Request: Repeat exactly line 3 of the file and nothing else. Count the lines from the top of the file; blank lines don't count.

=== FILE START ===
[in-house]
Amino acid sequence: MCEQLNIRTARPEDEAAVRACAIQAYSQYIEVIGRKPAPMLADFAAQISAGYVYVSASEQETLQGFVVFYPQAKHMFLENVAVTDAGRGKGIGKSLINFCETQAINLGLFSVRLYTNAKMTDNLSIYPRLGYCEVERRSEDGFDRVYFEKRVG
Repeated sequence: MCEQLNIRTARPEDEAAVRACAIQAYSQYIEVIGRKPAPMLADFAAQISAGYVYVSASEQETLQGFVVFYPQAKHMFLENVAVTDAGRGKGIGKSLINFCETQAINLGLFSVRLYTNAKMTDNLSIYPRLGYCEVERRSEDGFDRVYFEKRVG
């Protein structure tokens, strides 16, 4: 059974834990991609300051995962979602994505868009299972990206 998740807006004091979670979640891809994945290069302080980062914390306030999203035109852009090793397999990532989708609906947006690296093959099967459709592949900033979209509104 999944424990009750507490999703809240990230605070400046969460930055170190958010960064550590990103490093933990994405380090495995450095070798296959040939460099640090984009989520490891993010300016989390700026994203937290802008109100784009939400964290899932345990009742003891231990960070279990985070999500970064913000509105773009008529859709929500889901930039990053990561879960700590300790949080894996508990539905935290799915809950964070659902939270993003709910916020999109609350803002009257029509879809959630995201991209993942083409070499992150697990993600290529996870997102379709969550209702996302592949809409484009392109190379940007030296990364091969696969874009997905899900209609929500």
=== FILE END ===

Repeated sequence: MCEQLNIRTARPEDEAAVRACAIQAYSQYIEVIGRKPAPMLADFAAQISAGYVYVSASEQETLQGFVVFYPQAKHMFLENVAVTDAGRGKGIGKSLINFCETQAINLGLFSVRLYTNAKMTDNLSIYPRLGYCEVERRSEDGFDRVYFEKRVG